This statement remained unchanged as of April 1, 2013 (CFR 2013)� However, it did not give any direction on how to use the previous studies to infer efficacy of the test treatment� Fleming (1987) gave a more explicit direction in the following:

Using information on the relationship of the new drug to the active control and of the active control to no treatment, one can estimate the relationship of the new drug to no treatment and thereby obtain the desired quantitative assessment of the new drug effect�

Ng (1993) translated the last statement into formulas and proposed a test statistic for inferring the efficacy of the test drug as compared to placebo� It is simple and straightforward, and there is no need to specify δ� This is known as the synthesis method, as discussed in Section 5�4� Note that the validity of this method depends on the constancy assumption (Section 2�5�1)�

Hauck and Anderson (1999) discussed the two approaches to establish the efficacy (ε = 1) of a test drug as compared to placebo, assuming the constant assumption (γ = 1)� Indirect comparisons with placebo were also discussed by many authors (e�g�, Hassalblad and Kong 2001; Julious and Wang 2008; Julious 2011; Snapinn and Jiang 2011)�

If we decide on a 50% preservation (ε = 0�5) with 20% discounting (γ = 0�8), then δ = 0�4(S – P)h� Using the fixed-margin method with the one-sided 97�5% LCL to estimate (S – P)h, we reject H0, if

− + −

− + − >

(T S) 0�4(S P) SD(T S) 0�4SD(S P)

Using the synthesis method, we reject H0 if

− + −

− + − >

(T S) 0�4(S P)

Var(T S) 0�16Var(S P) 1�96h

On the other hand, if we decide on a 60% preservation (ε = 0�4) with no discounting (γ = 1), then δ = 0�4(S – P)h� Therefore, different sets of preservation and discounting may result in the same NI margin leading to the same statistical test� Note that no “double credit” should be allowed-for example, concluding that the test preserves greater than 60% of the control effect with 60% discounting (or any non-zero discounting) when the null hypothesis is rejected�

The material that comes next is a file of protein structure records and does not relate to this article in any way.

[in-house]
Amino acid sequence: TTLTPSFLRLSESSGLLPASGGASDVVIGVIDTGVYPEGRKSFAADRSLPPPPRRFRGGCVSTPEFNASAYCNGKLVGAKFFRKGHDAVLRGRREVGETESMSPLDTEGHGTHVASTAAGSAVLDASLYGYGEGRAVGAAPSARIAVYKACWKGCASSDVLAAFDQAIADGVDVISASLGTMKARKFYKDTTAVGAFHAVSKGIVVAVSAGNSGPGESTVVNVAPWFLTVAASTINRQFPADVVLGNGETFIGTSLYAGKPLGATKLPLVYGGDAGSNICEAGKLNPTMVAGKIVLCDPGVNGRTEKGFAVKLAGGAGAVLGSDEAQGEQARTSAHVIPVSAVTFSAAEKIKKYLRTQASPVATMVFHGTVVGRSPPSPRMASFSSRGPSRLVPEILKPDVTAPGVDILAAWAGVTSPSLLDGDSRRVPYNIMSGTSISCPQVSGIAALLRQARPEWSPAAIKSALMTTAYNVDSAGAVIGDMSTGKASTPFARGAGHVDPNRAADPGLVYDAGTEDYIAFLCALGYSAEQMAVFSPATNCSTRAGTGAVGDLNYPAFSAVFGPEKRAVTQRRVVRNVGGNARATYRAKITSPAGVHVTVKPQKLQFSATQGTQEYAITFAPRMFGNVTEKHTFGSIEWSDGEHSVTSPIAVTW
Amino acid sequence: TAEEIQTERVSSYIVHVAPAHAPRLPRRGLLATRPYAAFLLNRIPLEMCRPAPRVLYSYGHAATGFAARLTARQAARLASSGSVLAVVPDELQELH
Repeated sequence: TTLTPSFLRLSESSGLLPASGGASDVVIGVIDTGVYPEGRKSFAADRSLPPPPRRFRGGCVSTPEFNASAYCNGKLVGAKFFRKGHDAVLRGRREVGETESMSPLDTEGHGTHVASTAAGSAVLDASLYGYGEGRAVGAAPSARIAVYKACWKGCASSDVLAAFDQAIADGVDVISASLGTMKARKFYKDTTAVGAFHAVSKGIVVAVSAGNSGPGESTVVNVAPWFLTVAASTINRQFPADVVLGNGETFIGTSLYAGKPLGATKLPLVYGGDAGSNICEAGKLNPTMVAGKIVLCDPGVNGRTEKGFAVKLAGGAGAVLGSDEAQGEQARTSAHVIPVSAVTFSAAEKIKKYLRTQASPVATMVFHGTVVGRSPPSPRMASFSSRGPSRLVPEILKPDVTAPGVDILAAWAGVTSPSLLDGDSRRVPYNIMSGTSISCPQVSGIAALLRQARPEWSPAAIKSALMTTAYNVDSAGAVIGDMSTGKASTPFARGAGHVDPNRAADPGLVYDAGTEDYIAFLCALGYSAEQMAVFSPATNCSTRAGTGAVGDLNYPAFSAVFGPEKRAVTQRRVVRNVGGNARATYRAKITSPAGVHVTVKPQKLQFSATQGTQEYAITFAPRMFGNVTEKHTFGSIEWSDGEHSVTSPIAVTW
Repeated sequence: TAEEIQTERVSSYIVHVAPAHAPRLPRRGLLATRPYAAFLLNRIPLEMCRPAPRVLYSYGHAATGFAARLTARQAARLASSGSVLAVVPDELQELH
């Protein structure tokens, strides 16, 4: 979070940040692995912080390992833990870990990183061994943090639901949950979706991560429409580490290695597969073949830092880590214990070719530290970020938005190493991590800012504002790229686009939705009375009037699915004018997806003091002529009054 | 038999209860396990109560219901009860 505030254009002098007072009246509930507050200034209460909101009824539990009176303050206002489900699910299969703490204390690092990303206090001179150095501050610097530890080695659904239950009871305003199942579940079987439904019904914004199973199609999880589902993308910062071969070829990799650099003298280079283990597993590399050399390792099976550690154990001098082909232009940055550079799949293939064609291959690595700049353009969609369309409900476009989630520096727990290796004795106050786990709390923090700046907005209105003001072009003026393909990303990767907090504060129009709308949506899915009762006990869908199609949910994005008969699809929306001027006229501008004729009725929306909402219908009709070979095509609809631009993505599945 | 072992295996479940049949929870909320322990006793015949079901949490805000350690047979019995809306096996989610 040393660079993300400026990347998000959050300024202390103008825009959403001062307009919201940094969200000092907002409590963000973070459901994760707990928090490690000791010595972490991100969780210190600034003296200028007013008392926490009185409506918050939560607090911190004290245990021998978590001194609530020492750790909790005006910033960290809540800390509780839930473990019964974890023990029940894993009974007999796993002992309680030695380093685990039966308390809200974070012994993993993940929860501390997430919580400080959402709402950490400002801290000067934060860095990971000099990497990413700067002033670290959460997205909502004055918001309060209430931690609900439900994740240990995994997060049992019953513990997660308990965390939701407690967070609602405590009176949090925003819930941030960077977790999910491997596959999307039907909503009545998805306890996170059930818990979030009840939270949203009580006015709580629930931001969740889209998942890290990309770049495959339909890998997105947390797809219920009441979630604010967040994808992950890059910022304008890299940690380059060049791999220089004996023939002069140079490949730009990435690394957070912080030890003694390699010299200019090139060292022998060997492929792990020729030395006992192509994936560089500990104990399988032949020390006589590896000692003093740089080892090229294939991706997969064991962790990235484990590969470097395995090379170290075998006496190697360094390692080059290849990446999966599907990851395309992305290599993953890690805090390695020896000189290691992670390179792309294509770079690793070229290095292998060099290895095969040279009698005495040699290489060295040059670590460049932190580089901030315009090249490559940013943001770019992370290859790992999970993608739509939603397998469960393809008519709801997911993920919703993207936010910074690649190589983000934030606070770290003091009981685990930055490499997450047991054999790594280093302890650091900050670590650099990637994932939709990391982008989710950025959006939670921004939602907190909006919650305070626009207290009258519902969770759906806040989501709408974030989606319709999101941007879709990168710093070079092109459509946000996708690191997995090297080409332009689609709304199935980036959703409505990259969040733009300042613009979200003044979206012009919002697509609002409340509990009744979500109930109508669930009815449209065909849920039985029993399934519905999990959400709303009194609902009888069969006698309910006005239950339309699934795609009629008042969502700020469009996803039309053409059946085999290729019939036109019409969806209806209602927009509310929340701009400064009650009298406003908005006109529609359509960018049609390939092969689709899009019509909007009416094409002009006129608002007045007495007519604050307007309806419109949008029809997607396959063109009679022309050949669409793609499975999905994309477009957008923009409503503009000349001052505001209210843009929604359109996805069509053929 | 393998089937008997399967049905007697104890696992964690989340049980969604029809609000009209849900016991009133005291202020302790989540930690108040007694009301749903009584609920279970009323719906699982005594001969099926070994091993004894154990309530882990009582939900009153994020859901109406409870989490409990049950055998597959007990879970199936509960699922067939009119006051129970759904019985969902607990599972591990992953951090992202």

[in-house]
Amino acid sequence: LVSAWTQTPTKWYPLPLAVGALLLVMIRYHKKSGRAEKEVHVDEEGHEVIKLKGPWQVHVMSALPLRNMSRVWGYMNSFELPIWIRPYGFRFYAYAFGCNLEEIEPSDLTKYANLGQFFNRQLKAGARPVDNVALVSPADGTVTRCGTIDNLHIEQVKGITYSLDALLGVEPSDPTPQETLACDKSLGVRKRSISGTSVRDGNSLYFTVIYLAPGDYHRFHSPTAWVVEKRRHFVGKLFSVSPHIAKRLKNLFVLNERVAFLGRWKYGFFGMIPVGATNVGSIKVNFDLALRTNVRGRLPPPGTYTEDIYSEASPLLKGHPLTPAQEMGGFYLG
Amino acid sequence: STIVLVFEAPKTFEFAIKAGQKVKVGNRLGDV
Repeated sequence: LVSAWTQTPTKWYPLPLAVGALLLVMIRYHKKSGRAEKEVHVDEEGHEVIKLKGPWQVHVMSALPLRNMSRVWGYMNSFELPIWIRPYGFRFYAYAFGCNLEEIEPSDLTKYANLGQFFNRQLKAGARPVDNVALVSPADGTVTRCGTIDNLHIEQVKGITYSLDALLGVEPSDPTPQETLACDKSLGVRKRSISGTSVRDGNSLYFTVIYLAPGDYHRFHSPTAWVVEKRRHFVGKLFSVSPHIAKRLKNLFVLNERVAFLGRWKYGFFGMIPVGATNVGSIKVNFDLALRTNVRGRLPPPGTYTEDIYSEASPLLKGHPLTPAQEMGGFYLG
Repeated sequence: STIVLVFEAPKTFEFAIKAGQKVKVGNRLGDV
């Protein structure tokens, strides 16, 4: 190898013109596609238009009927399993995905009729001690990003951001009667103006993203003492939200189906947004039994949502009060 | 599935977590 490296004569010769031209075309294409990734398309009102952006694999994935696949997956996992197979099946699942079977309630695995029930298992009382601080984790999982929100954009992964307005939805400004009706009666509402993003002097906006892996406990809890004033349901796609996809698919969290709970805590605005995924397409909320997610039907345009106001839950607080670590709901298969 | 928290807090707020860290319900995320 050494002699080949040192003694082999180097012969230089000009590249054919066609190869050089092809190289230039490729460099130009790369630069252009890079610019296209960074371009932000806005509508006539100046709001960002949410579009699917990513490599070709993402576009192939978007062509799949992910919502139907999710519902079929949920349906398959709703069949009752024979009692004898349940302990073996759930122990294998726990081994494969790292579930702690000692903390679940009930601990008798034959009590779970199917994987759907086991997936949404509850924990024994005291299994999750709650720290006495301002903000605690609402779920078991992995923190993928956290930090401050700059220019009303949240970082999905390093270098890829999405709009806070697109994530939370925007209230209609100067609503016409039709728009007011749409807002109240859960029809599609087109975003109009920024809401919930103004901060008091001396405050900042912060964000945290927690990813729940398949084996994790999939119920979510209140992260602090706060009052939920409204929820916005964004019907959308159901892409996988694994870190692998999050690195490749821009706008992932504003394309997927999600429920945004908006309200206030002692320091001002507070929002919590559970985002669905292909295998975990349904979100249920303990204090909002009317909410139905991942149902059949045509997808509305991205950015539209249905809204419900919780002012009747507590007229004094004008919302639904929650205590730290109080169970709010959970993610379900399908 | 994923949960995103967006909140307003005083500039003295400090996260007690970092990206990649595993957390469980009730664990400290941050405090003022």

Preservation dictates the size of the NI margin� The larger the percent preservation, the smaller the NI margin will be� On the other hand, discounting is used to alleviate the concern that the constancy assumption might not hold� The larger the discount, the smaller the NI margin� Therefore, preservation and discounting are two different concepts, although they are indistinguishable mathematically (Ng 2001)�

It should be noted that the fixed-margin method controls the Type I error rate for testing the null hypothesis given by Equation 1�3a in Section 1�7 of Chapter 1 at the α/2 significance level, where δ is determined by εγ times the one-sided (1 – α*/2)100% LCL for (S – P)h� The NI margin δ is considered a fixed constant, and the Type I error rate is conditioned on the historical data� When the null hypothesis is rejected, we conclude that T is δ-no-worse-than S (see Section 1�2 of Chapter 1), that is, T > S – δ� Can we conclude that T preserves greater than (1 – ε)100% of the control effect?